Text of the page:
In 1981, Tracy Hickman and his wife Laura Hickman were driving from Utah to Wisconsin so Tracy could start a job at TSR, the company that made the Dungeons & Dragons products, they began talking about how for a game with “dragons” in its title there weren’t enough products with actual dragons in them.
It was right there that an idea came to his mind about a world ruled by ancient dragons and dragon overlords.
Hickman – with the help of his boss, Harold Johnson and artist Larry Elmore – immediately began working on this secret project in his spare time.
They called it “Project Overlord”.
After many months of development, Project Overlord was presented to the brass at TSR where it was approved. Under the brand label of Dragonlance, a series of twelve game modules were planned, as well as a calendar and a trilogy of novels. The novels were originally to be written by an outside writer, but due to dissatisfaction with the work presented were given to Hickman and the editor Margaret Weis to write.
This trilogy would be called The Dragonlance Chronicles. These novels would follow the same story presented in the AD&D game modules, which expanded from twelve to sixteen modules due to popularity.
The story covered in these modules and novels is commonly referred to as the War of the Lance. I’m not going to write a typical review of these products except to say they are great. I’m going to discuss some basic plot details and talk about the characters in this story. I don’t want to spoil anything to people unfamiliar with it, but give enough information to possible entice you into reading it.
The story takes on the world of Krynn on the continent of Ansalon, which is similar to Greyhawk and other typical D&D worlds in most respects. There are a few differences though and I will cover a few of the more important ones here.
First, there are no Orcs, Drow or Halflings in this world at all. The term “Drow” is used to describe a subterranean race of evil elves.
Halflings have been replaced by Kender, a small race of humanoids that are essentially kleptomaniacs that like to wander and get into trouble. However, they don’t actually realize that they are kleptomaniacs and honestly believe that the things they “borrow” were “dropped”, “lost” or some other reason that doesn’t implicate them in theft at all. They use a weapon called a hoopak that is pretty much a staff sized slingshot.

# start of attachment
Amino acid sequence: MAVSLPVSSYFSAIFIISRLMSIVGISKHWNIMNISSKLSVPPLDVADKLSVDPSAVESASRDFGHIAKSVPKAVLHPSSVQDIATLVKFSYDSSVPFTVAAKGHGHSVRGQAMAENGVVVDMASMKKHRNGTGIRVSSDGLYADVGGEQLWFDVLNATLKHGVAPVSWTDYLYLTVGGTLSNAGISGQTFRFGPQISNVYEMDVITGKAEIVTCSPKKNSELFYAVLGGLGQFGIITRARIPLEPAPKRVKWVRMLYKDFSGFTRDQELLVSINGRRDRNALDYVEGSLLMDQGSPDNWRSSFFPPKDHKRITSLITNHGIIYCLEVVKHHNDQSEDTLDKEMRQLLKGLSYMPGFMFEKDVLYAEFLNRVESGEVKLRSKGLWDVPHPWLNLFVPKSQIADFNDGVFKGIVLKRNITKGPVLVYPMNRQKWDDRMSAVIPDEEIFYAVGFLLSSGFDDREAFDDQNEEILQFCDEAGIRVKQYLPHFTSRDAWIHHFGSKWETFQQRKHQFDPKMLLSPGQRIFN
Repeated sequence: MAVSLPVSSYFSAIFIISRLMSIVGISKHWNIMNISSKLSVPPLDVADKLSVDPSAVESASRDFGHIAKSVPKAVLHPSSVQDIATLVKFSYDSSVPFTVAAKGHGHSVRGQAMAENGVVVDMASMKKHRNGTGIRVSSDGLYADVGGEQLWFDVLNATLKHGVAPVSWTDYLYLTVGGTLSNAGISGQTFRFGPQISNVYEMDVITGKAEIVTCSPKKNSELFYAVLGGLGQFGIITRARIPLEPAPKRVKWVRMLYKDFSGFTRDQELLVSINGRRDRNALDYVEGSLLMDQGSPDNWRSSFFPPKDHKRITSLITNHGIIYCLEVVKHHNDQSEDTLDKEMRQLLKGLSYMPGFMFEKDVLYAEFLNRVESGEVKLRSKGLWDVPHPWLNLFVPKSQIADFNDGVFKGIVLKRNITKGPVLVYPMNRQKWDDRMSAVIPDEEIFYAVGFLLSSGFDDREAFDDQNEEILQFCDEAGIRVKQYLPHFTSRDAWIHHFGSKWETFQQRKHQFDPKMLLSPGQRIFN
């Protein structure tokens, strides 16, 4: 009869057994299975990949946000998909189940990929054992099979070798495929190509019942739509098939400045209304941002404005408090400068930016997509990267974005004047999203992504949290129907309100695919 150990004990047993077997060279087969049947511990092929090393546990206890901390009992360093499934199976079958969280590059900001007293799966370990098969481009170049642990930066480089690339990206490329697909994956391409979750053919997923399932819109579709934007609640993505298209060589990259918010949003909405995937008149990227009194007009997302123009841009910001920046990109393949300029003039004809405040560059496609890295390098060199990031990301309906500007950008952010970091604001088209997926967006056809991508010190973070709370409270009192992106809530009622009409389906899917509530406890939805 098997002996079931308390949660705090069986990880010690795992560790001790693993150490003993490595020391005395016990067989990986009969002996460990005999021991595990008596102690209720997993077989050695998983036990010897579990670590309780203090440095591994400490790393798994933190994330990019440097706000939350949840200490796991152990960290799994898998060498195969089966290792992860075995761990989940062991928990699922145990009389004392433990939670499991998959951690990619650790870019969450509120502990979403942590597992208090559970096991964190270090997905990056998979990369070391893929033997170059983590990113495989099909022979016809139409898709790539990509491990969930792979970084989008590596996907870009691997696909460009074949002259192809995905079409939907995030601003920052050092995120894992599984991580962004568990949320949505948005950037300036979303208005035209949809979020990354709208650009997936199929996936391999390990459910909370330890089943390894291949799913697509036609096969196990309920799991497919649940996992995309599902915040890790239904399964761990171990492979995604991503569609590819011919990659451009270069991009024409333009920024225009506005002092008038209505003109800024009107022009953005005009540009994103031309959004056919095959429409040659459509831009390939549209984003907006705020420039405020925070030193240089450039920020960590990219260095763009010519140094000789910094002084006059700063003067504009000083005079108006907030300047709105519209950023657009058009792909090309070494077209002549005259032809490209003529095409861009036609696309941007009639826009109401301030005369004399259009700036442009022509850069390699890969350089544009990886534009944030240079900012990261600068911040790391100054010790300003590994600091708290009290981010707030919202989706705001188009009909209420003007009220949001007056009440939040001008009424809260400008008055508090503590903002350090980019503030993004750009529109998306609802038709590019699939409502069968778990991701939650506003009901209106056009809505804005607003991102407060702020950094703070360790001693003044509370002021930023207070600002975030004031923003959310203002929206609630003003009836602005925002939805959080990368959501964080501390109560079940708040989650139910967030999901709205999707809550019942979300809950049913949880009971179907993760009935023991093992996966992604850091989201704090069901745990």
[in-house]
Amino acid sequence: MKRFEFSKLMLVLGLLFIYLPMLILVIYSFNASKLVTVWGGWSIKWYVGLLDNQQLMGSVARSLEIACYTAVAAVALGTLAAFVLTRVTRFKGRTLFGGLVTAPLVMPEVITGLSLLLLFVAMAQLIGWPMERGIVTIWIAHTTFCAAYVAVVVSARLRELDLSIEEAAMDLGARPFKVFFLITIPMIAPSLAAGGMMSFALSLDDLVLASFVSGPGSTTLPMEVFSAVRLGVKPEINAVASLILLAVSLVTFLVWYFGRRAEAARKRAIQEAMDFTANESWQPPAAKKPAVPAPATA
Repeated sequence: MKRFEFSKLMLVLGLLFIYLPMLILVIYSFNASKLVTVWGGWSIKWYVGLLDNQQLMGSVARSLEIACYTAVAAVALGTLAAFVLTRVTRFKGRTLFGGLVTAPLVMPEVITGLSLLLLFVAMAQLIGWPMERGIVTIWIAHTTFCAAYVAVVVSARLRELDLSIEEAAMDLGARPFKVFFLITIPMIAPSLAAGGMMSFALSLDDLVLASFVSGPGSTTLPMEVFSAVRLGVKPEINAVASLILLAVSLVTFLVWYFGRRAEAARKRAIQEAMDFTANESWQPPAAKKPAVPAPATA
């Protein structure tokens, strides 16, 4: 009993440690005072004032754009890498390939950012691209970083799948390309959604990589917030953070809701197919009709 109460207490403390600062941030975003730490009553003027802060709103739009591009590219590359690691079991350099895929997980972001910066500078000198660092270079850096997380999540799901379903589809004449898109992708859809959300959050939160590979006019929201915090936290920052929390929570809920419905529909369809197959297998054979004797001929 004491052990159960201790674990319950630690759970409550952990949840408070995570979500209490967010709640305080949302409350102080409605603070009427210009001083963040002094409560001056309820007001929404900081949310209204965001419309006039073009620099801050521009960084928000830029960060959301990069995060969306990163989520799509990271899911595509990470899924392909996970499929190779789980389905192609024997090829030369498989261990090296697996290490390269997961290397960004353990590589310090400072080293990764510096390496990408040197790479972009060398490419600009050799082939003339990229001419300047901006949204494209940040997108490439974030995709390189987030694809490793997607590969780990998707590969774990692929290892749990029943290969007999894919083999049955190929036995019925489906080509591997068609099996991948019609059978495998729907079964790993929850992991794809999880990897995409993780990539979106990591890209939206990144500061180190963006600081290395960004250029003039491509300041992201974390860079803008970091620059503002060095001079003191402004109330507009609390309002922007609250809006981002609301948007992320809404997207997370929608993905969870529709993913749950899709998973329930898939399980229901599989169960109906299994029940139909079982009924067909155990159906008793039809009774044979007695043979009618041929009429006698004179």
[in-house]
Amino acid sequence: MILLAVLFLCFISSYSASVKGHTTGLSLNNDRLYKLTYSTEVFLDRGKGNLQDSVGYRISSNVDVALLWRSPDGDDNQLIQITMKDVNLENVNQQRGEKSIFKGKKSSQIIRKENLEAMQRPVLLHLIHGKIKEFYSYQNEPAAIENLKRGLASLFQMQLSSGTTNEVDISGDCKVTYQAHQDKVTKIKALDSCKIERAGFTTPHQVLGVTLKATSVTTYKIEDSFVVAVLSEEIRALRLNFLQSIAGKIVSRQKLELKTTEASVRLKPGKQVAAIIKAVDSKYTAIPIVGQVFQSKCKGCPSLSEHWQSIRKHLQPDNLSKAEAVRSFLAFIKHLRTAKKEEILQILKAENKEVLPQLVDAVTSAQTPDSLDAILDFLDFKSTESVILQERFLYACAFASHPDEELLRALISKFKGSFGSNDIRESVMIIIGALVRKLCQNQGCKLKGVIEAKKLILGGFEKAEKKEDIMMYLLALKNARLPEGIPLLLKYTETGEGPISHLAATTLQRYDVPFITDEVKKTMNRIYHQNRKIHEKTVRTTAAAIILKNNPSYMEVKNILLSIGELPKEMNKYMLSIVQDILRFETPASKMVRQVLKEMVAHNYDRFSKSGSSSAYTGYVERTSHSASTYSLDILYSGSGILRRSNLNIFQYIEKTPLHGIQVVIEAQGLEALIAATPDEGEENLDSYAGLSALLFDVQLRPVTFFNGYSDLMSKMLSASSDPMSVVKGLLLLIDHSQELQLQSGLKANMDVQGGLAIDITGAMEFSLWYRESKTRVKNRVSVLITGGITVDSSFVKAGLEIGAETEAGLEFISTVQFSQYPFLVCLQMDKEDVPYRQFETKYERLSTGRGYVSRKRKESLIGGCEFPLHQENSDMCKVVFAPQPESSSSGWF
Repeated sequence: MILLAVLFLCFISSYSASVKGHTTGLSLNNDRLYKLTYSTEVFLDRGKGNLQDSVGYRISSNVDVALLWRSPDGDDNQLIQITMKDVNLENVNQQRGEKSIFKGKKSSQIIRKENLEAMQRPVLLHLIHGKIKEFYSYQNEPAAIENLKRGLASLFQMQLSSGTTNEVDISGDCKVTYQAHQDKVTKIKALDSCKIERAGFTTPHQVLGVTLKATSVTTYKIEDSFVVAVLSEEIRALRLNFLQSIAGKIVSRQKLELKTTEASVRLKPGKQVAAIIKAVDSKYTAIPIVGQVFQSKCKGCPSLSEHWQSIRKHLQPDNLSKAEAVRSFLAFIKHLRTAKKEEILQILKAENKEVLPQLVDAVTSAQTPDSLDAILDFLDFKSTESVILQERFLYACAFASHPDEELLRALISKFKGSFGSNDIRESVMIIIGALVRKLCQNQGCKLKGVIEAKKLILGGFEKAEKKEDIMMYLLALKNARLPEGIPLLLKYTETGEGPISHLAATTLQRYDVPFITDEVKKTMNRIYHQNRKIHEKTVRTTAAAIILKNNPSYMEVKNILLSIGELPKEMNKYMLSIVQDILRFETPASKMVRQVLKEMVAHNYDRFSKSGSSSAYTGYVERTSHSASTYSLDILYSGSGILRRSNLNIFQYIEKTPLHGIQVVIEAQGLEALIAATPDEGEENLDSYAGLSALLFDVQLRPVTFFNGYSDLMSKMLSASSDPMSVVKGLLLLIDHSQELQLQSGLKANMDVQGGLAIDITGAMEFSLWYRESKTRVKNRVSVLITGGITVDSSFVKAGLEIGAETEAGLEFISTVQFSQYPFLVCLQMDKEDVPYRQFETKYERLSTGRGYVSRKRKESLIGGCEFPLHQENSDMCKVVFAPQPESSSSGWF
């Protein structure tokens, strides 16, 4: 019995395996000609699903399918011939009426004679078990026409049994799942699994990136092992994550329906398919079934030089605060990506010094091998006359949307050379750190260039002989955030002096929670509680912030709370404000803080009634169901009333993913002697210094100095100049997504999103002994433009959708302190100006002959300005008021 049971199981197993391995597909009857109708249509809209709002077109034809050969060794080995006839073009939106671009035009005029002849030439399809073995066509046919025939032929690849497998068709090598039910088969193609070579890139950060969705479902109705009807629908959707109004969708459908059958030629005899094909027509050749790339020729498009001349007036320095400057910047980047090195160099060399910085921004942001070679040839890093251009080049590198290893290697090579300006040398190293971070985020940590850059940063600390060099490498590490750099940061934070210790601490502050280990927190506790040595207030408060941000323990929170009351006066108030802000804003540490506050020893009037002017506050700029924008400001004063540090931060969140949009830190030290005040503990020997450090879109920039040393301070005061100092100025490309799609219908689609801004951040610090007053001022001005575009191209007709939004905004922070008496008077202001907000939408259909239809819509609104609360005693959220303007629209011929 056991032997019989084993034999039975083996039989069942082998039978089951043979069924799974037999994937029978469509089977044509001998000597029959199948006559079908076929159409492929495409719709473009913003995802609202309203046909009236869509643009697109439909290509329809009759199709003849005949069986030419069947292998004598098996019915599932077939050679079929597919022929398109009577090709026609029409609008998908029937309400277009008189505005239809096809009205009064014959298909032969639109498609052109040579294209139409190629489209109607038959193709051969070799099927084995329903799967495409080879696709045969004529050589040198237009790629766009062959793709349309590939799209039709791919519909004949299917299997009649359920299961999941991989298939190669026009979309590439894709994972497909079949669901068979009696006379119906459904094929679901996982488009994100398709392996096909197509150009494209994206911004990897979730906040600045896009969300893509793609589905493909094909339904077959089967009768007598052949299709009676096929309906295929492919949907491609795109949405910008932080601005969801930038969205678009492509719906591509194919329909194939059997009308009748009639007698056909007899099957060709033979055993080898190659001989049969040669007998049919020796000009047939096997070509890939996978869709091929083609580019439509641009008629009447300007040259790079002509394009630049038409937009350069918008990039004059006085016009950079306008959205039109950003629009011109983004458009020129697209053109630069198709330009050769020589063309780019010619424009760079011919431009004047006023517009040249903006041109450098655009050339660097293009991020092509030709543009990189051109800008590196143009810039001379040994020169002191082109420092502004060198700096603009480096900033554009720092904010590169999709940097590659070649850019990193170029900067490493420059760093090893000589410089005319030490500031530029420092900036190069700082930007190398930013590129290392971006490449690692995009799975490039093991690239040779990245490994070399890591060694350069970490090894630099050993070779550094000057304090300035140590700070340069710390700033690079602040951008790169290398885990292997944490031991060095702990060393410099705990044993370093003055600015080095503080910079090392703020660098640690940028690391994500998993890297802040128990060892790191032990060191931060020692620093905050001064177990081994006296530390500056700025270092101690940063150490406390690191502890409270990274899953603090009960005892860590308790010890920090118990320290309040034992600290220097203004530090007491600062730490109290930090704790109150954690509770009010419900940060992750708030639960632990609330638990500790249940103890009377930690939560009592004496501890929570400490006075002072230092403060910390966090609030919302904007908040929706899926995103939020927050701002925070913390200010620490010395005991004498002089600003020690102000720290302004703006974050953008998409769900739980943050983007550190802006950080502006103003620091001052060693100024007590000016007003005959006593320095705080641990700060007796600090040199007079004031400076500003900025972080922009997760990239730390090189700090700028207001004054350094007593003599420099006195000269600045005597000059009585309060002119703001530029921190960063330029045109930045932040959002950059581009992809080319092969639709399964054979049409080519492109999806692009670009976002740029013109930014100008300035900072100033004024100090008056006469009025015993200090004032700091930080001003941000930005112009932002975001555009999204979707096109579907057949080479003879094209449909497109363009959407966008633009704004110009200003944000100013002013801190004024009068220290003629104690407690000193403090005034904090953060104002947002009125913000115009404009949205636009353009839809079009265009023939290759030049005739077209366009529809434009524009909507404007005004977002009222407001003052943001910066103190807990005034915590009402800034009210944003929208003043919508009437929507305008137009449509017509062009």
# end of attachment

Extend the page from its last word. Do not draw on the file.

Dragons haven’t been seen or heard of for many centuries and have fallen into the realm of legend. Knowledge of these beasts has been lost to the sands of time. Chromatic dragons (white, green, blue, black, red and green) are still evil and metallic dragons (silver, gold, bronze, copper, and brass) are all still good.
A few centuries before the story begins a Cataclysm occurred. The Gods dropped a fiery mountain upon Ansalon to punish the people for their arrogance and pride. The presence of the Gods has not been felt since. No clerics exist during this time.
There are three orders of the Wizards of High Sorcery, the only organization that is authorized to use magic in Ansalon.
Good wizards wear white robes, neutral wizards wear red robes and evil wizards wear black robes. The strength of their magic is impacted by the positions of the three-colored moons, which match the corresponding robe color of their magic-users. A test of magical aptitude must be taken in order to join this organization. Those that fail this test, die.
Finally, there is a group called the Knights of Solamnia. They are a strict order of good men that adhere to their knightly code.
War Of The Lance
Five years before the beginning of the story a group of companions went their separate ways to try to find proof of the Gods. They plan to meet up a tavern after the five years have elapsed to share tales of their adventures as well as any evidence of the Gods they have uncovered.
The Companions Are:
Tanis (Half-Elf Ranger) – Leader of the group. Weis and Hickman modeled him after Captain Kirk from Star Trek. He is conflicted about his human and elven heritage, which manifests itself in a love triangle between him and a woman of each race.
Tasslehoff Burrfoot (Kender Thief) – Tas is a well-meaning troublemaker whose curiosity often gets him and his friends into various amounts of trouble. He’s the heart of the group and provides a lot of the comic relief during the course of the story.
Flint Fireforge (Dwarf Fighter) – An old hill dwarf that likes to complain and kill things with his axe. He’s just like Danny Glover from the Lethal Weapon movies, except he’s white and a dwarf.
Raistlin Majere (Human Wizard) – A sickly and physically weak human who wears the red robes of the Wizards of High Sorcery. Although he passed his test it left his body in ruins. He has white hair, a frail body, golden skin and hourglass eyes that show him the effects of time on all things. He is cold, calculating and obsessed with increasing his magical power. He is pretty much an asshole to everybody he interacts with.
Caramon Majere (Human Fighter) – Raistlin’s twin brother. He’s a big, dumb fighter that likes to get drunk and hit on tavern wenches. He’s the opposite of Raistlin in every way.
Kitiara Uth Matar (Human Fighter) – Caramon and Raistlin’s beautiful half-sister and daughter of a disgraced Knight of Solamnia. A great fighter that is a lot closer in personality to Raistlin than she is to Caramon.
Sturm Brightblade (Human Fighter) – An honorable man and member of the Knights of Solamnia that looks like he should be playing 3B for the 1972 Oakland Athletics.